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Does intentional weight loss improve daytime sleepiness? A systematic review and meta-analysis
journal contributionposted on 2017-04-01, 00:00 authored by Winda Liviya Ng, Christopher StevensonChristopher Stevenson, E Wong, S Tanamas, Tara Boelsen-RobinsonTara Boelsen-Robinson, J E Shaw, M T Naughton, J Dixon, Anna PeetersAnna Peeters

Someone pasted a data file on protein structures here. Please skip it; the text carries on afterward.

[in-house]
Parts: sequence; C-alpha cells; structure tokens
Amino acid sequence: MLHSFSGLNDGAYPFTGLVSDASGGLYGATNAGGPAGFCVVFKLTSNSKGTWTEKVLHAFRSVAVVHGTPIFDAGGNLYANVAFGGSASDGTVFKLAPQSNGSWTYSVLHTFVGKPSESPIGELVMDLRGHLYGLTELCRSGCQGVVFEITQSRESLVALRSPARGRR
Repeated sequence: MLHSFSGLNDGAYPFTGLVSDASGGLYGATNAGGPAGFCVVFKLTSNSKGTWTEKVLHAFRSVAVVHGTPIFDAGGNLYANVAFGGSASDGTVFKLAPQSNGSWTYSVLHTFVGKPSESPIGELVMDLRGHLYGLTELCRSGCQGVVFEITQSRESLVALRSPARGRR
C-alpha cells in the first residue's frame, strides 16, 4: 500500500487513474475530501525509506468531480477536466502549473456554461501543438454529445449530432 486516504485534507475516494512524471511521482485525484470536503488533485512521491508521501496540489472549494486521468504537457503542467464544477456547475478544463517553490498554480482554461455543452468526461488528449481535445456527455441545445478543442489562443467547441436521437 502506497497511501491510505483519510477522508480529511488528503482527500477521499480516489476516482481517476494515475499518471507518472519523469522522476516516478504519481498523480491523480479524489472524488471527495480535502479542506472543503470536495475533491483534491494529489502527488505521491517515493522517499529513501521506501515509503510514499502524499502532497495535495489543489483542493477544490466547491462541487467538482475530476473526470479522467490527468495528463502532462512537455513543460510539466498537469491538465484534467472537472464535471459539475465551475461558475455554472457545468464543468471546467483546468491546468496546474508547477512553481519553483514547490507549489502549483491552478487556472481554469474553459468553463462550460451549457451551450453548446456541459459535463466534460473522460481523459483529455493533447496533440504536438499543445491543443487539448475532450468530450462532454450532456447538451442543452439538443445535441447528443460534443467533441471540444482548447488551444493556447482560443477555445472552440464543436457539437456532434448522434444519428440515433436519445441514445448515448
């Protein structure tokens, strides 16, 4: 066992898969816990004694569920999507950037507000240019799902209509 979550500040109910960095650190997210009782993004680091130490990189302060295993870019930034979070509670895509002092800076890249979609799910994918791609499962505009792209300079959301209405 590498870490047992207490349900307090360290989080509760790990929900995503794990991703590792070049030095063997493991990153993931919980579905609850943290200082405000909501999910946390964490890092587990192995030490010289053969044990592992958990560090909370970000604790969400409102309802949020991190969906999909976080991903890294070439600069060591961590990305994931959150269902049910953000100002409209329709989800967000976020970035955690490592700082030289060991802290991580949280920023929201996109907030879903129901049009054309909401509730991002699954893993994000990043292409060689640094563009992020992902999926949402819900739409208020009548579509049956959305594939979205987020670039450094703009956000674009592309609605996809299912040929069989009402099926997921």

Obesity is associated with excessive daytime sleepiness, but its causality remains unclear. We aimed to assess the extent to which intentional weight loss affects daytime sleepiness. Electronic databases were searched through 24 October 2016. Studies involving overweight or obese adults, a weight loss intervention and repeated valid measures of daytime sleepiness were included in the review. Two independent reviewers extracted data on study characteristics, main outcome (change in daytime sleepiness score standardized by standard deviation of baseline sleepiness scores), potential mediators (e.g. amount of weight loss and change in apnoea-hypopnoea index) and other co-factors (e.g. baseline demographics). Forty-two studies were included in the review. Fifteen before-and-after studies on surgical weight loss interventions showed large improvements in daytime sleepiness, with a standardized effect size of -0.97 (95% confidence interval [CI] -1.21 to -0.72). Twenty-seven studies on non-surgical weight loss interventions showed small-to-moderate improvement in daytime sleepiness, with a standardized effect size of -0.40 (95%CI -0.52 to -0.27), with no difference between controlled and before-and-after studies. We found a nonlinear association between amount of weight loss and change in daytime sleepiness. This review suggests that weight loss interventions improve daytime sleepiness, with a clear dose-response relationship. This supports the previously hypothesized causal effect of obesity on daytime sleepiness. It is important to assess and manage daytime sleepiness in obese patients.